Kevin Lipe has a nice little post about Markdown being the “new Word 5.1”. To put it another way, Lipe is arguing that Word 5.1 (which was released in October 1991) was the height of word processing. Everything since then has added unnecessary cruft to the writing experience.
For those who lament the state of word processors today, and aren’t satisfied with the spate of so-called distraction-free programs, Lipe says that Markdown is the way to go.
People have been saying for years that Word 5.1 needs to be ported to Mac OS X; that having that program running on current hardware would be the ideal solution to all of these problems with writing tools.
The truth is, there’s a solution now that’s most of the way there: Markdown and a good text editor. That’s the new Word 5.1. Think about it: a program like TextMate has almost no window chrome, and opens almost instantly. You start typing, and that’s all you have to do. I bring up Gruber because he invented Markdown, which lets you do basic formatting of text without really having to sweat much else. The types of formatting you don’t need aren’t even available to you when writing Markdown in a text editor, so you never have to deal with them.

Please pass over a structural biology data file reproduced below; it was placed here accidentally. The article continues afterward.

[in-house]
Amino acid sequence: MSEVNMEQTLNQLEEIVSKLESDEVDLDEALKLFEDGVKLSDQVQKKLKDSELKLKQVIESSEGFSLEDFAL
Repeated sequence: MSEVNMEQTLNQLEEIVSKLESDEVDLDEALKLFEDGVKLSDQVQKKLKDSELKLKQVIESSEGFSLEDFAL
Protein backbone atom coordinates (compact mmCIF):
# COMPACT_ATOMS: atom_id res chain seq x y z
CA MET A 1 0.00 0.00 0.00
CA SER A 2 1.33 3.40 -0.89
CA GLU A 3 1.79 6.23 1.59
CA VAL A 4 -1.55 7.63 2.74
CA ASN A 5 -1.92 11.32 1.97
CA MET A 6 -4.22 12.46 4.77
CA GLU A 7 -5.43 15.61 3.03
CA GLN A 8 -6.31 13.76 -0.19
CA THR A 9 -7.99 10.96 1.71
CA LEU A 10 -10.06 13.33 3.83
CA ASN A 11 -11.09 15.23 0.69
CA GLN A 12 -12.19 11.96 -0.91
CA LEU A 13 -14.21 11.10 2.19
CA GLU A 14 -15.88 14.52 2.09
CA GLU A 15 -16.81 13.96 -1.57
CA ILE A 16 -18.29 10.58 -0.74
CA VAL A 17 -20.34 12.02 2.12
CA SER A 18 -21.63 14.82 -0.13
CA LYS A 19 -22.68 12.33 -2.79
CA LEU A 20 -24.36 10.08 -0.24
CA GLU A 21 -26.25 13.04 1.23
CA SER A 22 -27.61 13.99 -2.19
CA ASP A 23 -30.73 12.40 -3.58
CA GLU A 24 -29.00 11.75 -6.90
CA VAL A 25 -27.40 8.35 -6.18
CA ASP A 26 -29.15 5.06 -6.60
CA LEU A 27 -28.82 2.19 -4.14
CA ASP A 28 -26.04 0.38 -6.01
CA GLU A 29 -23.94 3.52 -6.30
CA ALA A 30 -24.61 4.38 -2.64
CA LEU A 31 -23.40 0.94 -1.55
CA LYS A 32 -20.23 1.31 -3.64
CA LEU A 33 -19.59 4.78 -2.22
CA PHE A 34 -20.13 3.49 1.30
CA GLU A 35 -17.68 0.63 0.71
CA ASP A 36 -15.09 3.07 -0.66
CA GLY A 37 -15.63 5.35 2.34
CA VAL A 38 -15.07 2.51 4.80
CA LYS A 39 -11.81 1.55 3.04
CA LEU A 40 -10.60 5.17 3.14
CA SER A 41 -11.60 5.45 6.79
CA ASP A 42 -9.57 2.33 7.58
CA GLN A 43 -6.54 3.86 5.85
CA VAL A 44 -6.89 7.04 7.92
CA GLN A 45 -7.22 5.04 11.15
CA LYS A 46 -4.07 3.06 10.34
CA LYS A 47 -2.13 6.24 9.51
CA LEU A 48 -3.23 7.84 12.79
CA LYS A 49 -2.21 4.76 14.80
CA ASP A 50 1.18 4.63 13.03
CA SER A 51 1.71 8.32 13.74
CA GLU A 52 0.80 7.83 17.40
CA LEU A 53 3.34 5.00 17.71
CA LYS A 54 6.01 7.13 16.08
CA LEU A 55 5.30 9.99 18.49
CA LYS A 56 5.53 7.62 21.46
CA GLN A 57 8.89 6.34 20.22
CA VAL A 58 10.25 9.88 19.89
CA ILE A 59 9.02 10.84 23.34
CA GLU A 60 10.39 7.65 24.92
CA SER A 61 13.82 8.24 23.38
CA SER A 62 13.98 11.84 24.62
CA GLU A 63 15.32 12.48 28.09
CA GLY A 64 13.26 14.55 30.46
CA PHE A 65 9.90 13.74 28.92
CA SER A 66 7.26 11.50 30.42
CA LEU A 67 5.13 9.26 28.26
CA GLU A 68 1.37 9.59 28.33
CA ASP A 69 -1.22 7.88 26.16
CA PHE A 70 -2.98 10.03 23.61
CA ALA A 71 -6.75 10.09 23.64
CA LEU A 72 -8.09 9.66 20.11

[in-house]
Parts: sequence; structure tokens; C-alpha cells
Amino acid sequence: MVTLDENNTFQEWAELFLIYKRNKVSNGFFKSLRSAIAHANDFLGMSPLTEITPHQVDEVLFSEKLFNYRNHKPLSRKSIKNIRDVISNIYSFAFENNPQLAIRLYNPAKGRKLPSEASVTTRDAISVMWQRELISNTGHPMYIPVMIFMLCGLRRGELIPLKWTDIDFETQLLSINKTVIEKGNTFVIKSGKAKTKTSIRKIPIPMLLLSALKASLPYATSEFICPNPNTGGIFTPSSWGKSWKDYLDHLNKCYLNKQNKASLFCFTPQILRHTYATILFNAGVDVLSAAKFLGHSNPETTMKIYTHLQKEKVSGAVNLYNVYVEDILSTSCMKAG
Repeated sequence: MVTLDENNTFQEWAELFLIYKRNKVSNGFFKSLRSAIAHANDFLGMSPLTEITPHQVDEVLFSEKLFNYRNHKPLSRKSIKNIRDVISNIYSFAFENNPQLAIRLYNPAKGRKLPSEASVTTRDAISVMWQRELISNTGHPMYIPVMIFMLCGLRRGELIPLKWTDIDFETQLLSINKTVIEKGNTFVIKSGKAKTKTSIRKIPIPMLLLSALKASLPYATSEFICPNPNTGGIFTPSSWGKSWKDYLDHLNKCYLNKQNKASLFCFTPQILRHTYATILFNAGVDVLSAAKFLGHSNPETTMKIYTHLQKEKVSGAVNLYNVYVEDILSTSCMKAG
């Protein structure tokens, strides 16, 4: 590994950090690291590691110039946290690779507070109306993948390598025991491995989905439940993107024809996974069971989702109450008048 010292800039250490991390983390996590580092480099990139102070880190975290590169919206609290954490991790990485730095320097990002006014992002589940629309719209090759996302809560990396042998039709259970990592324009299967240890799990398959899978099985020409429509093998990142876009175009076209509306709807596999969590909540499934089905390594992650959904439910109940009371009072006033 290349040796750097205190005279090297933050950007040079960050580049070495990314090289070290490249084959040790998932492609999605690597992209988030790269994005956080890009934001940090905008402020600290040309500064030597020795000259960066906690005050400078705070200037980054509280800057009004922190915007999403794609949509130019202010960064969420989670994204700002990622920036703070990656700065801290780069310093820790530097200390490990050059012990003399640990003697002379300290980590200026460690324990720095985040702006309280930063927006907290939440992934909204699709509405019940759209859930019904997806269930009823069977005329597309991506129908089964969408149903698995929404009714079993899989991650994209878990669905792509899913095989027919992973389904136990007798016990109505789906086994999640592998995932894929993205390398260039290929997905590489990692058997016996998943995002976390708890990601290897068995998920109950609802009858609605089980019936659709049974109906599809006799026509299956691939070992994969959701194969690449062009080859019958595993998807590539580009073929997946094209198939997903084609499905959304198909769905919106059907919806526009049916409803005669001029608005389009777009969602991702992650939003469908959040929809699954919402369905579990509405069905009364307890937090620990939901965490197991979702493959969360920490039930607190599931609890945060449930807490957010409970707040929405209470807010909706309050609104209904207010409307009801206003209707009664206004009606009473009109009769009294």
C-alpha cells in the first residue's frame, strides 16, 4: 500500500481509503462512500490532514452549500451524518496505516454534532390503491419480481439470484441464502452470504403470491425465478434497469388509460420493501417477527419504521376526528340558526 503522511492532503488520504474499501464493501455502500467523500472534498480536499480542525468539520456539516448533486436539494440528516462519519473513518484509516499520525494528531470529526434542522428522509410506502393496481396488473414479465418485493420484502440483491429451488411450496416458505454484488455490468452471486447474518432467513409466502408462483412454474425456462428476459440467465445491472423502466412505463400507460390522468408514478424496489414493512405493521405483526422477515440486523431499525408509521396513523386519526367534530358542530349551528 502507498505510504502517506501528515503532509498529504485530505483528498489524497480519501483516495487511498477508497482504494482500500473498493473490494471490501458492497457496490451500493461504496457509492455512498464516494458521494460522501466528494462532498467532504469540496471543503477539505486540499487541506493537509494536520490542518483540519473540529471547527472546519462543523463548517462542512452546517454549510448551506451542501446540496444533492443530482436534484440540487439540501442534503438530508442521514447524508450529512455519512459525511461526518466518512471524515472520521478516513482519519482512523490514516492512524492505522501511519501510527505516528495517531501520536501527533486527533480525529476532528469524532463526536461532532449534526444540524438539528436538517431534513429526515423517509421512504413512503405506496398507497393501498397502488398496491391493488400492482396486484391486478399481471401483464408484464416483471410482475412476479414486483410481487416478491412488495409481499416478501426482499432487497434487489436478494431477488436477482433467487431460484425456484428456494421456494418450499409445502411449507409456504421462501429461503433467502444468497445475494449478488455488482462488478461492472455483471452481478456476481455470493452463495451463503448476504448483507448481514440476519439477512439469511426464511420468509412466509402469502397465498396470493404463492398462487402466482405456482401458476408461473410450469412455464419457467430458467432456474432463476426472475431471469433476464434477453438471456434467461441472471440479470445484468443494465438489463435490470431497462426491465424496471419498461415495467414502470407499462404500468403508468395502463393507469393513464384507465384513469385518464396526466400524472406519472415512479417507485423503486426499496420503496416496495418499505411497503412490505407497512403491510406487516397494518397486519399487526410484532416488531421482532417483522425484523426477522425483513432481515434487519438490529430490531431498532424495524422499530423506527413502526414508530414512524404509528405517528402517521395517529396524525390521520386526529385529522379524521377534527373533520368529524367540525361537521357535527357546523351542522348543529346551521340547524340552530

Markdown will never be unreadable by a program, because it’s just ASCII text. It’s formatted, but if you’re reading the raw text, it’s not obscured the way a raw HTML file is. Any decent editor will give you a word count and can use headings as section and chapter breaks.
I find myself mostly in agreement with Lipe, here. Markdown is fine - and far better than most of the word processors on the market, which I find infuriatingly over-helpful and distracting.
Where I disagree is this idea that HTML is so obscuring. Maybe it’s because I’ve been writing HTML since the mid-90s, but I find Markdown is about the same as writing in HTML. For me it’s actually less intuitive, because I keep having to look things up that I already know in HTML.
But, if you’re agonizing over programs… do check out Markdown and a decent text editor. I can suffer through using Word or equivalents when necessary, but I do avoid it whenever possible.